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July 23, 2014

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TV Land Awards to Honor 'Glee,' Mel Brooks and Carl Reiner

by Allison Waldman, posted Mar 16th 2010 10:02PM
carl_reiner_mel_brooks_1963TV Land will be honoring some of the greats of television, some from the golden age of TV, some from just a few years back, and even the greats of tomorrow? How's that? Well, look at the line up: Mel Brooks and Carl Reiner, the creators of 'The 2000 Year Old Man' among other comic gems, the cast of 'Everybody Loves Raymond,' a salute to Farrah Fawcett by the other 'Charlie's Angel' stars, and with a wink toward the future, a celebration of 'Glee.'

The Annual TV Land Awards will be taped in Los Angeles on Saturday, April 17, for broadcast the following Sunday, April 25 at 9 PM ET on TV Land. Scheduled to appear are the 'Raymond' gang -- Ray Romano, Brad Garrett, Patricia Heaton, Doris Roberts; two of the 'Angels' -- Cheryl Ladd and Jaclyn Smith; and 'Glee' cast members Jane Lynch, Dianna Agron, Jayma Mays, Jessalyn Gilsig and Kevin McHale.

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What You Missed Last Night: Carl Reiner auditions for Snoop Dogg

by Bob Sassone, posted Dec 10th 2009 5:04PM
I was going to post this interview with Carl Reiner that Conan O'Brien did on The Tonight Show last night anyway, but it's an added bonus that the clip also includes Snoop Dogg, who listens to Reiner auditioning to sing on one of his CDs. I never really thought I'd ever include the words "Carl Reiner" and "Snoop Dogg" in the same sentence.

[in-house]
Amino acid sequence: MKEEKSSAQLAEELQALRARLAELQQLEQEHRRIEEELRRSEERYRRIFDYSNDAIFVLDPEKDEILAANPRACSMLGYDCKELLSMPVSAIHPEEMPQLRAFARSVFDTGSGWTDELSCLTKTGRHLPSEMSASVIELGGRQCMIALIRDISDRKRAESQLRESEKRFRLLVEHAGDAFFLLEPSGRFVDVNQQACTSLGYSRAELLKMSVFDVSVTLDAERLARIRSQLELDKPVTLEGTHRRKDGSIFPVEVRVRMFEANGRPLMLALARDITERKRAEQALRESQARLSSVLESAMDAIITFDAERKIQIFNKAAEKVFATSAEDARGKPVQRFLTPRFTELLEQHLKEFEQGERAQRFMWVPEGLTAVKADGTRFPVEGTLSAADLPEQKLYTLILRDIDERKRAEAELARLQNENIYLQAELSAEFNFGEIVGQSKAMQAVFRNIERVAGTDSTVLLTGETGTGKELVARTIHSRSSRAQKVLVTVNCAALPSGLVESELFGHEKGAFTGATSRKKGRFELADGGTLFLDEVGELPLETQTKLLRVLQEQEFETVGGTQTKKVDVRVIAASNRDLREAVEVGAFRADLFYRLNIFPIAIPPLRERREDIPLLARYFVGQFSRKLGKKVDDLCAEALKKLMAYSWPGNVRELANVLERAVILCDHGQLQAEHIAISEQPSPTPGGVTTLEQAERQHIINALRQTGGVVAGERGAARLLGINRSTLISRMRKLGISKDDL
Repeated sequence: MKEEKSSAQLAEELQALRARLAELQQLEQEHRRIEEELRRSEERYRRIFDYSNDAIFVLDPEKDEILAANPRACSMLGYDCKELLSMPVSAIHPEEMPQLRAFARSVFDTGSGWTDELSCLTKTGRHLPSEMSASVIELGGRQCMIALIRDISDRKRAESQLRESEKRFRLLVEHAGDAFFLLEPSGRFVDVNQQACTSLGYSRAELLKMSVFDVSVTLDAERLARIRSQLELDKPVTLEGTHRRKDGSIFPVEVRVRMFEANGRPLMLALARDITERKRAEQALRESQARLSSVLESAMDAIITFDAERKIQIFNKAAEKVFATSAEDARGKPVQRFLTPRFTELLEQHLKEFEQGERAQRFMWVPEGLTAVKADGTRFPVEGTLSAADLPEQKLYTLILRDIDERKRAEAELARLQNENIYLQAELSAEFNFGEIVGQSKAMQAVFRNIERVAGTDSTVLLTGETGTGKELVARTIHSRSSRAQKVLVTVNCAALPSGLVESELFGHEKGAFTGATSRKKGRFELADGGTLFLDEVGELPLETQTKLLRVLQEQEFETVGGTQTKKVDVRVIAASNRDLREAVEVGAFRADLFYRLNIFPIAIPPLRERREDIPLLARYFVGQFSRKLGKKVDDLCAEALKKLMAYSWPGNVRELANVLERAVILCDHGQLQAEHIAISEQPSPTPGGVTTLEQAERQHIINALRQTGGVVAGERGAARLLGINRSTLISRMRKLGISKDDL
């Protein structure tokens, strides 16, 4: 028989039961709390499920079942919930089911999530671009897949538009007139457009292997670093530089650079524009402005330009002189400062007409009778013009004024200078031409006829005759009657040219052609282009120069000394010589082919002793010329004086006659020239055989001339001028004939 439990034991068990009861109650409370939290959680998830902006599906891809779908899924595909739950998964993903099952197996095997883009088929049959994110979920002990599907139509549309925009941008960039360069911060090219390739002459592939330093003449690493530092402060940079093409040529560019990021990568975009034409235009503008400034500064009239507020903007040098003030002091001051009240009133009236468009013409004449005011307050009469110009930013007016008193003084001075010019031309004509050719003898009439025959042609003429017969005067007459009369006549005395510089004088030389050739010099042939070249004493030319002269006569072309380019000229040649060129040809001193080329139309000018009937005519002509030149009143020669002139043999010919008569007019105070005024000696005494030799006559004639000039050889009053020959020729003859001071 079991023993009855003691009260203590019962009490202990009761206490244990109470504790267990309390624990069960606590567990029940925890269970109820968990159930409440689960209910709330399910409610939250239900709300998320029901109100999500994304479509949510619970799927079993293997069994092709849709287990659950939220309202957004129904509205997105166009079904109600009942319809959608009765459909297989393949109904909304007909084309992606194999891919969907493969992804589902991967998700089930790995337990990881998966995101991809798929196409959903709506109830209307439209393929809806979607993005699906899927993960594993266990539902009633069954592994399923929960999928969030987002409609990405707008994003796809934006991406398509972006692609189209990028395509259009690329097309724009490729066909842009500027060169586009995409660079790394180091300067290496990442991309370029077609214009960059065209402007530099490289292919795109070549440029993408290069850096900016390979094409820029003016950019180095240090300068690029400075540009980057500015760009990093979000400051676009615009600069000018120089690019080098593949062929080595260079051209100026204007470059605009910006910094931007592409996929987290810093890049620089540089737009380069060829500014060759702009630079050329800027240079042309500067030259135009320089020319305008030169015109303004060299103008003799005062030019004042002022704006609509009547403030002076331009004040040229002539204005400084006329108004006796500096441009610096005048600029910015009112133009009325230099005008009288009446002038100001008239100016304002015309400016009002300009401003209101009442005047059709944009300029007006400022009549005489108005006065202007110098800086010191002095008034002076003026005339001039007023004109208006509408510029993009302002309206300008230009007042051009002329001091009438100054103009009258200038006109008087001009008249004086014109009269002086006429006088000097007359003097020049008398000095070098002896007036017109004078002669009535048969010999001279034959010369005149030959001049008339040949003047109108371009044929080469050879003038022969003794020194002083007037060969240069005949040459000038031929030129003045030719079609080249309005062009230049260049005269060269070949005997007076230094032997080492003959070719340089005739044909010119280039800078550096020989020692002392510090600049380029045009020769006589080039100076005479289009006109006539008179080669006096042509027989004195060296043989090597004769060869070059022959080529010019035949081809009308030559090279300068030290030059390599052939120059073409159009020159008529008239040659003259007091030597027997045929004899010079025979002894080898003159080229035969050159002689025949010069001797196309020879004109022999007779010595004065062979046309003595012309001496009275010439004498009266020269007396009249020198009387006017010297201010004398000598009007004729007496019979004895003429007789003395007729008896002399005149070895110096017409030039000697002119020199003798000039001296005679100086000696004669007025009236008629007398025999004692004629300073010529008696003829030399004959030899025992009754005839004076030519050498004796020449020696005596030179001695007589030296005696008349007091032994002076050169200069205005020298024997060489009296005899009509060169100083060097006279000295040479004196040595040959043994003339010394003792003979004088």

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Laugh-In's Henry Gibson dead at 73

by Bob Sassone, posted Sep 17th 2009 2:00AM
Henry GibsonFor some reason I thought that Henry Gibson was a lot older than 73, but the character actor with the huge resume passed away from cancer at that age yesterday in Malibu.

One of the more famous TV credits on that resume was Rowan and Martin's Laugh-In, the influential 60s comedy show that no one under 30 has ever seen. He also appeared in shows like Bewitched, The Beverly Hillbillies, Deep Space Nine, Coach, MacGyver, Evening Shade, Sisters, Newhart, Magnum, P.I., and Simon and Simon.

More recently, TV fans know him from his many appearances as a judge on Boston Legal and his voice work on King of the Hill (he played Bob Jenkins). He was also in several movies, including Magnolia (he played Thurston Howell???), The Nutty Professor, Nashville, The Blues Brothers, Wedding Crashers, and a ton of others.

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AOL picks the best TV shows of the 60s

by Bob Sassone, posted Aug 25th 2009 12:04PM
The Twilight ZoneIt's time for another TV list! Everybody loves lists, right? This one has AOL picking the best TV shows of the 1960s.

As usual, it's a list that will get the debate going. Shows that without a doubt deserve to be on the list: The Twilight Zone, The Dick Van Dyke Show, Star Trek, The Andy Griffith Show, I Spy, and Bewitched.